An elderly Haitian gentleman bought a new car from a dealership in South Florida. When he got home, he discovered that the purchase contract had been written to reflect a significantly higher price than what the man had agreed to—the sticker price in the window of the car on the showroom floor. The customer, for whom English was not his native language, was understandably upset and confused over the increase in price of the new vehicle. He returned to the dealer with a close family friend, who spoke fluent English, and was told the posted price was “merely a suggestion,” and that the dealer was free to set the actual sale price as they saw fit.
Enter Yechezkel “Chezky” Rodal, a Dania Beach attorney who represents car buyers ensnared in scams, including this one. Rodal says he’s seen a rise in recent years in shady practices at car dealerships, particularly targeting the elderly and immigrants. Rodal helps his clients take action against unscrupulous dealers.
“This is happening at big dealerships,” Rodal says. “They’re taking advantage of the fact that there are easy victims.”
It’s considered an unfair trade practice to sell a car for more than the sticker (MSRP) price without having put an additional dealer sticker in the window clearly stating the higher price of the car. Rodal intervened on his client’s behalf, arguing that the dealer’s pricing was discriminatory, and the matter is still ongoing.
Another scheme Rodal sees is a practice known as “yo-yo financing,” usually travelling hand-in-hand with yet another ploy, “spot delivery.” A car buyer signs paperwork leading her to believe that everything is a done deal, and she is given the keys, leaves her trade-in behind, and takes the shiny new car home. What she may not be aware of is that the deal she made was contingent on the dealer finding someone to buy the car loan. She gets a call days or weeks later from the dealer, alerting her to a problem with her credit and telling her she has no choice but to accept more costly financing (or make a larger down payment) in order to keep the car.
Because she accepted on-the-spot delivery and has been driving the vehicle, it’s no longer new, has depreciated in value, and she will have to pay exorbitant user fees if she seeks to return it. What’s more, they no longer have her trade-in, so she can’t simply take her old car back. She feels backed into a corner, forced to agree to the increased payments.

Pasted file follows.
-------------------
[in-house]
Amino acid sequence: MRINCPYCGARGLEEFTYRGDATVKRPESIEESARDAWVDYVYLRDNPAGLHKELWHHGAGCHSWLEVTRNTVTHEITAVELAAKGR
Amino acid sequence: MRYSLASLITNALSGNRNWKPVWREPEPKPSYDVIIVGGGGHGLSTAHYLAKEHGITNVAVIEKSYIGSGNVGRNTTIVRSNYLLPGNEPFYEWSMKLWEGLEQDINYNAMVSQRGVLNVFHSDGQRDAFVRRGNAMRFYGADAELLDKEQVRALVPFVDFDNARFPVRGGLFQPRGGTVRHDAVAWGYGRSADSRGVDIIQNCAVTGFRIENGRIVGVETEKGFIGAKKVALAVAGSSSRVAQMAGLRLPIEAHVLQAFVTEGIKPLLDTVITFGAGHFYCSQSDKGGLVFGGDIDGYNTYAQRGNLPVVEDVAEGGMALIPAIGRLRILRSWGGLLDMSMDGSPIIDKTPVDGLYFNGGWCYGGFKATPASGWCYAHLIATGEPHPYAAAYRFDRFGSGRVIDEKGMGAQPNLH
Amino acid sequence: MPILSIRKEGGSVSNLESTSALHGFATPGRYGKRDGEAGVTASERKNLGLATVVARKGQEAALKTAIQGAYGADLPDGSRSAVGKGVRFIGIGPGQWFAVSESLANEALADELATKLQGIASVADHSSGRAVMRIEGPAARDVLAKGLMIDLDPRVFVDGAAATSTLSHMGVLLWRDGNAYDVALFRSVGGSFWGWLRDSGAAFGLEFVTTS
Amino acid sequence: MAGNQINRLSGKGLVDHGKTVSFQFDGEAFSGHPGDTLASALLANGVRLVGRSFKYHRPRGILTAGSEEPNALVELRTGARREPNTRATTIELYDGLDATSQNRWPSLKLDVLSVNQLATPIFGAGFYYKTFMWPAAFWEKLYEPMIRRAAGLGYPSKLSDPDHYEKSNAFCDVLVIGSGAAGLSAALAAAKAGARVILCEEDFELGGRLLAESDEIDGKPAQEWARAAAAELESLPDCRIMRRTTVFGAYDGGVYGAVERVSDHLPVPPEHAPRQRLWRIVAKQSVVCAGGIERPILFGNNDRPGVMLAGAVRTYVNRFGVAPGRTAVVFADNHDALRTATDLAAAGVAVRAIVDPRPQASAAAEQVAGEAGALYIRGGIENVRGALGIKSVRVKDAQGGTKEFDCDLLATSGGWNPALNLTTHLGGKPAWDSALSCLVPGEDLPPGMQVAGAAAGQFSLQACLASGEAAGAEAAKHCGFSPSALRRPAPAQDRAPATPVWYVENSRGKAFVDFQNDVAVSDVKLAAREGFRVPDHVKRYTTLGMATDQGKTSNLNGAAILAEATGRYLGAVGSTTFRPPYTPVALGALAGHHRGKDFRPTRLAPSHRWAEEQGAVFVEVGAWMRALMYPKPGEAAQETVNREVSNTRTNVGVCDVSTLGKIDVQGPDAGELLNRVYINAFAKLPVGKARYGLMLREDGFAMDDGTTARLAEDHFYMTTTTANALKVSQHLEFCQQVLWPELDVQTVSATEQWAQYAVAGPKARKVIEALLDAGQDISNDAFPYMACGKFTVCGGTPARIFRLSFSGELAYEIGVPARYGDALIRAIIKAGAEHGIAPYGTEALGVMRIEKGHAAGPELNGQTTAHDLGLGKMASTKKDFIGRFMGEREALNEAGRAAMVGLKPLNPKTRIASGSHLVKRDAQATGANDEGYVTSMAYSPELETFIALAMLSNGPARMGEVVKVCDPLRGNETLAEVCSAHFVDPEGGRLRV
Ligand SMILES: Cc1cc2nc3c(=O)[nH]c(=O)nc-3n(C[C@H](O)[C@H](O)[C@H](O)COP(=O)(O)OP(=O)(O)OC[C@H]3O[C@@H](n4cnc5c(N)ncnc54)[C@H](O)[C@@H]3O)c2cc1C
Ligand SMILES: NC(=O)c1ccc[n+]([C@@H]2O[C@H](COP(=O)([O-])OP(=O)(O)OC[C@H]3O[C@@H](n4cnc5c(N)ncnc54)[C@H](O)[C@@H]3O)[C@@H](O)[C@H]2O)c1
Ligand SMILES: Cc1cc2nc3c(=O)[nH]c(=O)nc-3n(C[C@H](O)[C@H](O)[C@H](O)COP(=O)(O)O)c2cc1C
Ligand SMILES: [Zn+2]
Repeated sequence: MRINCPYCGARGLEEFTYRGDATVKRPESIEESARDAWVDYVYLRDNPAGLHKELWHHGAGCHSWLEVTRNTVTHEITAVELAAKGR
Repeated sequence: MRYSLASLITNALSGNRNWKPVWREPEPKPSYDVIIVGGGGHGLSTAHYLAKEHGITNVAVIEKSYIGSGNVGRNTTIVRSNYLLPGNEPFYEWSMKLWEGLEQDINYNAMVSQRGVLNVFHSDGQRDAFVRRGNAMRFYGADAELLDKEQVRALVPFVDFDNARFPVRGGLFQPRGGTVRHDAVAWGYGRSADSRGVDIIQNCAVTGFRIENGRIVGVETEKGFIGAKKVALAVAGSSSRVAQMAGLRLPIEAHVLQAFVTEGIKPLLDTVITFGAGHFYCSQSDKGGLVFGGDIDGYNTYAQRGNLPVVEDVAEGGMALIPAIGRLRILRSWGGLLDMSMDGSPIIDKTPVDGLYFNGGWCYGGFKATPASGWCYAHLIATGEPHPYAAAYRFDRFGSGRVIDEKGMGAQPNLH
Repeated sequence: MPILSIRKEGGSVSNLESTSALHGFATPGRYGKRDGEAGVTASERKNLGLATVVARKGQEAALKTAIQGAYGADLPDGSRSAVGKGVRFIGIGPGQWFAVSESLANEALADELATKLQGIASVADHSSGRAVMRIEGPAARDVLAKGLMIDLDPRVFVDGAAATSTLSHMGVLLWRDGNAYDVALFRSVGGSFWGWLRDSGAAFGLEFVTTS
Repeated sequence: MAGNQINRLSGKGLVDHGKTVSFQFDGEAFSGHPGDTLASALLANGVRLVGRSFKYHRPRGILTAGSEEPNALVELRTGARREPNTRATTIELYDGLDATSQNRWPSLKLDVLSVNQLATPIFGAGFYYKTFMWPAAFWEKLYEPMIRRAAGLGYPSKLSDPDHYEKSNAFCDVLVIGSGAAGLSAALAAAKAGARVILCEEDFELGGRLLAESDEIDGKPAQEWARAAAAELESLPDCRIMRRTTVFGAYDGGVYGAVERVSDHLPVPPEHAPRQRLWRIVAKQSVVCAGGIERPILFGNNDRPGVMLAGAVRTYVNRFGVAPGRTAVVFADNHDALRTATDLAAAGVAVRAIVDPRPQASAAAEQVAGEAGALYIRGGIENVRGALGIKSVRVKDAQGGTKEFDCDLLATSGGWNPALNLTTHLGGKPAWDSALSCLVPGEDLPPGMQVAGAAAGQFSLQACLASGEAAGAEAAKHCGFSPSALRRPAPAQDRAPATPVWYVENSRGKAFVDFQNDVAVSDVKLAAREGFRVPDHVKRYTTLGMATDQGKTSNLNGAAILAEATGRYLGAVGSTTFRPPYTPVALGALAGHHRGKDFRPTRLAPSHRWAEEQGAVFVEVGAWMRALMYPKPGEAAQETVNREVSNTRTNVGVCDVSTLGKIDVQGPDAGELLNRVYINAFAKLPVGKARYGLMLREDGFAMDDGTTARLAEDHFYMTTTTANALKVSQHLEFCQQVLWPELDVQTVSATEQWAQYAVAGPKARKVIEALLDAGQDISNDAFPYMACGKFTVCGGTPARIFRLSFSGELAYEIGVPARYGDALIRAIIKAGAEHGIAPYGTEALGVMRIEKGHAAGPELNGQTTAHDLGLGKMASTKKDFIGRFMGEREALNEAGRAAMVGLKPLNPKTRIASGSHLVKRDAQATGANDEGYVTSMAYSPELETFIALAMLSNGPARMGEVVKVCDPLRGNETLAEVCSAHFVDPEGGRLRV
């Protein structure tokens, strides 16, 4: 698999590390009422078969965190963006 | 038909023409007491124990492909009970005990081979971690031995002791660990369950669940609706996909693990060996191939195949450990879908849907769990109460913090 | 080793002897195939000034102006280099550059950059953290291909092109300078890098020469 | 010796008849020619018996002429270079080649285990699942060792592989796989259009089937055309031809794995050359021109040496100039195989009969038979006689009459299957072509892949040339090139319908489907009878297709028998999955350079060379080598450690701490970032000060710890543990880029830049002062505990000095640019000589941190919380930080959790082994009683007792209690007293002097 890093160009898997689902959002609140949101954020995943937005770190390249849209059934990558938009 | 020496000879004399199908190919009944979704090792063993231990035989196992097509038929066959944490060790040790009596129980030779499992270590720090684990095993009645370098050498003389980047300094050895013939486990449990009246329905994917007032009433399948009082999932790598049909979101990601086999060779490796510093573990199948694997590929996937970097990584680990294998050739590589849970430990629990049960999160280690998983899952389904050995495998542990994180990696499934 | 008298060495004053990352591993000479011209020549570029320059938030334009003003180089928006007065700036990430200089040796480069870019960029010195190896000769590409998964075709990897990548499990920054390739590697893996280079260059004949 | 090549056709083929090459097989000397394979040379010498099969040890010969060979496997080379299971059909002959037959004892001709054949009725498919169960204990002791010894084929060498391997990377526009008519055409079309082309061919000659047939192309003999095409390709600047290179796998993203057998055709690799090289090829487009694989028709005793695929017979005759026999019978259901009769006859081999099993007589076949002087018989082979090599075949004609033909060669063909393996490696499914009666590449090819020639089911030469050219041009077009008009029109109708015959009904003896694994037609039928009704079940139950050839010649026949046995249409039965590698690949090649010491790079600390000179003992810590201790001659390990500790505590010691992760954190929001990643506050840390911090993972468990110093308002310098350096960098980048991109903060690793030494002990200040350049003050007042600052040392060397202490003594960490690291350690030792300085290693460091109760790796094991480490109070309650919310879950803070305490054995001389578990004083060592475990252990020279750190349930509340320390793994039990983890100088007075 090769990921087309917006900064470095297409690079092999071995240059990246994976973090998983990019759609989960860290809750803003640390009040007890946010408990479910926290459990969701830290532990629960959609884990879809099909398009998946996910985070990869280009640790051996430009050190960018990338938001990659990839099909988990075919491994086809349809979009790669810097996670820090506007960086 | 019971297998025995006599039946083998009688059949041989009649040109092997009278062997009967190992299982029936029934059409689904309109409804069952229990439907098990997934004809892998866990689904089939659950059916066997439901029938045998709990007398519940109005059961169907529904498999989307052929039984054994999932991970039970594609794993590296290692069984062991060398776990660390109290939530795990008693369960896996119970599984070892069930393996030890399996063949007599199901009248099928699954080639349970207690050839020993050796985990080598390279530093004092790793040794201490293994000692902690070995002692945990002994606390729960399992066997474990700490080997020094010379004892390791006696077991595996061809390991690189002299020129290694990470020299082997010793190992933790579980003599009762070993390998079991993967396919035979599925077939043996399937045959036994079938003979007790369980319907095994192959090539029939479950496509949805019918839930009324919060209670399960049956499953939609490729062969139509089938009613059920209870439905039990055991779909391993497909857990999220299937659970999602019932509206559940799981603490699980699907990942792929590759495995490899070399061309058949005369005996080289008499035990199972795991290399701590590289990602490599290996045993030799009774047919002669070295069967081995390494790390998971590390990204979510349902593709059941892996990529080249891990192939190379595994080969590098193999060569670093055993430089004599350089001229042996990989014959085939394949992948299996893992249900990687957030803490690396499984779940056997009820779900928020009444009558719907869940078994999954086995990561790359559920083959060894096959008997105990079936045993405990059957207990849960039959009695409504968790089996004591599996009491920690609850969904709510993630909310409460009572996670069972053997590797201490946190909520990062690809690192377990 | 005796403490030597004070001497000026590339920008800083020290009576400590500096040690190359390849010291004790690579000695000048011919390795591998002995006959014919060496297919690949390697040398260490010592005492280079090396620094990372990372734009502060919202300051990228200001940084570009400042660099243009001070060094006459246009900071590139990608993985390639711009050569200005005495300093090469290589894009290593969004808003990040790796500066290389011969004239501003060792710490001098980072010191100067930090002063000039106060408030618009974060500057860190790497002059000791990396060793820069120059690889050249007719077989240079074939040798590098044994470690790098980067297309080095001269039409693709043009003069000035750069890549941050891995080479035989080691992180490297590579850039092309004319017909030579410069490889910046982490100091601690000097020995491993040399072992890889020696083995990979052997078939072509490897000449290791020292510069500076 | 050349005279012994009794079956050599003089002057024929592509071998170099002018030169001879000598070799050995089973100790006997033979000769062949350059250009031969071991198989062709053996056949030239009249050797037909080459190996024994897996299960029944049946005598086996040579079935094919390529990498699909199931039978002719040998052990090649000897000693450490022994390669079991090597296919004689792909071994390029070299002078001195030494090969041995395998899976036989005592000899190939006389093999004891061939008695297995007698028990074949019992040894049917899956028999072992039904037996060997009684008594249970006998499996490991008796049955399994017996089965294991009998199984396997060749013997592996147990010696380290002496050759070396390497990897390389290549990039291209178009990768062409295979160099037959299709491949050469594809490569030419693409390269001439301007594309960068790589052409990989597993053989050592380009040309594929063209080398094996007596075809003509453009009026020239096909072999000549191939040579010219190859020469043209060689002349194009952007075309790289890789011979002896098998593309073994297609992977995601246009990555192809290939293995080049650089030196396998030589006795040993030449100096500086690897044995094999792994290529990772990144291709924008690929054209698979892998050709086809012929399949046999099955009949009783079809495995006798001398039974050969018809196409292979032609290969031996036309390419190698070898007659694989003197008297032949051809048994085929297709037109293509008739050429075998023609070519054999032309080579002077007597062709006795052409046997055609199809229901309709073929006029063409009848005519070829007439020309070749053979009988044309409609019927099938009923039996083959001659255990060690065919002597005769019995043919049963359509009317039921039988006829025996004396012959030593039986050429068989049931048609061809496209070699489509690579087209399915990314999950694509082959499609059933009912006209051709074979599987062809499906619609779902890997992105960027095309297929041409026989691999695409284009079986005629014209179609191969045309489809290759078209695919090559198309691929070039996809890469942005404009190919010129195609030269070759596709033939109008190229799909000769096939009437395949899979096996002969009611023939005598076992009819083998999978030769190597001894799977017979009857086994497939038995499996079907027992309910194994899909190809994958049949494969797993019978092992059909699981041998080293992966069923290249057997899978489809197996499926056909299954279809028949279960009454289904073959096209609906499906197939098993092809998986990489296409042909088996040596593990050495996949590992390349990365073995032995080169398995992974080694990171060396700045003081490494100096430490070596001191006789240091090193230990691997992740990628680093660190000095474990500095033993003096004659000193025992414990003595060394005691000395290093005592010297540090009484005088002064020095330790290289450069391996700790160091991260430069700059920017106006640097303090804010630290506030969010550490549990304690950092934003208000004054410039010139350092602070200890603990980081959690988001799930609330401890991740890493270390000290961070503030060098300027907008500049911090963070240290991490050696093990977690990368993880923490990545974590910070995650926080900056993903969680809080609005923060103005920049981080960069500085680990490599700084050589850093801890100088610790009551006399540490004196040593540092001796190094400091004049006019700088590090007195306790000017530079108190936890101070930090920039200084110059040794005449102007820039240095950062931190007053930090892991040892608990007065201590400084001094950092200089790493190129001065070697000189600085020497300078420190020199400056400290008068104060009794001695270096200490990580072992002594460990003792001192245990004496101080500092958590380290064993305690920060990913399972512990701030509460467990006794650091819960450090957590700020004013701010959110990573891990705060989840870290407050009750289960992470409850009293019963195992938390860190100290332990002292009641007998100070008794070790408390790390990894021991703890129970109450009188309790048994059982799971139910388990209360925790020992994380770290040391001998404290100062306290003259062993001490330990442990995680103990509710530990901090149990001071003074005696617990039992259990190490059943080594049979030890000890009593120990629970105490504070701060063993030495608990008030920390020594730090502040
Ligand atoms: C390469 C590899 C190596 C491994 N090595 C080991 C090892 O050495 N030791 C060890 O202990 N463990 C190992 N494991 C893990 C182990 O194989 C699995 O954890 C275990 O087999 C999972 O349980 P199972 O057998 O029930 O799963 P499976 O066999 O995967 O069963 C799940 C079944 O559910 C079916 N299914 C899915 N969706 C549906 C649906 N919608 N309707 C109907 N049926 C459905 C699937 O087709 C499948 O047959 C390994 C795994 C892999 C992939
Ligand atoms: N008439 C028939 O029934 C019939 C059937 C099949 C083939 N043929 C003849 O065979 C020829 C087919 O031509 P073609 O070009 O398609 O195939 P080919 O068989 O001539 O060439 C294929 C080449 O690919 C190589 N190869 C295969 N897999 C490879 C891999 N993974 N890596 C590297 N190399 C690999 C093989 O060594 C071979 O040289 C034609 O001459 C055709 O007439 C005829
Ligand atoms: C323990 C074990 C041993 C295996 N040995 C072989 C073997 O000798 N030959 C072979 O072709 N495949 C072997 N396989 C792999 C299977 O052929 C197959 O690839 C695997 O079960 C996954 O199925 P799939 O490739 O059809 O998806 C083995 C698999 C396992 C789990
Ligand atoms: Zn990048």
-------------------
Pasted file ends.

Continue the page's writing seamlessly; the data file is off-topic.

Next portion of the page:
A 2012 report from the Center for Responsible Lending found that 27 percent of consumers reporting an auto finance-related issue had been subject to yo-yo financing, and that well over half of these ended up paying a higher interest rate than the one quoted in their original deal. Misrepresentation, bait-and-switch pricing, undisclosed add-ons, finance deception, even forgery are all shady selling tactics that fall under the heading of dealer fraud. These activities are governed by Florida’s laws prohibiting fraudulent and deceptive trade practices, which allows individuals to sue for damages and attorney’s fees. You may also have a tort claim for common law fraud. In addition, charging a higher vehicle price because of credit rating is a violation of the federal Truth in Lending Act, potentially subject to damages or rescission of the contract.
Despite these laws, one reason car dealers get away with consumer abuse is the rampant use of arbitration clauses in their contracts. “They know they don’t have much to lose because arbitration clauses bar class action lawsuits,” Rodal says. “There’s very limited regulation of these clauses. Not reading the fine print of a 10-page contract isn’t a defense and they know it. Some arbitration clauses bar any type of legal relief.” Thankfully, he notes, the Consumer Financial Protection Bureau (CFPB) recently issued a rule that will limit the use of blanket arbitration clauses, and will allow consumers to join in class action lawsuits.
What can you do to protect yourself when buying a car? For starters, do your homework:
- Look up the Kelley Blue Book value of a vehicle you’re thinking about trading in so you’re prepared to counter a lowball offer.
- Get your current credit score so you can’t be manipulated. Better yet, explore financing with other lenders before you shop, and compare terms and rates.
- Research how much the vehicle you are interested in purchasing typically sells for.
- Don’t be pressured to sign or do anything immediately, and read through anything you do sign. Additional fees, add-ons or warranties may be slipped into the contract, and once you sign, it’s too late to say you didn’t know. All charges and terms must be laid out in the sales contract. Never sign any document containing blank spaces to be filled in later.
- Don’t bring the car home until the deal is complete.
For more information on this area of law, see our overview of consumer law.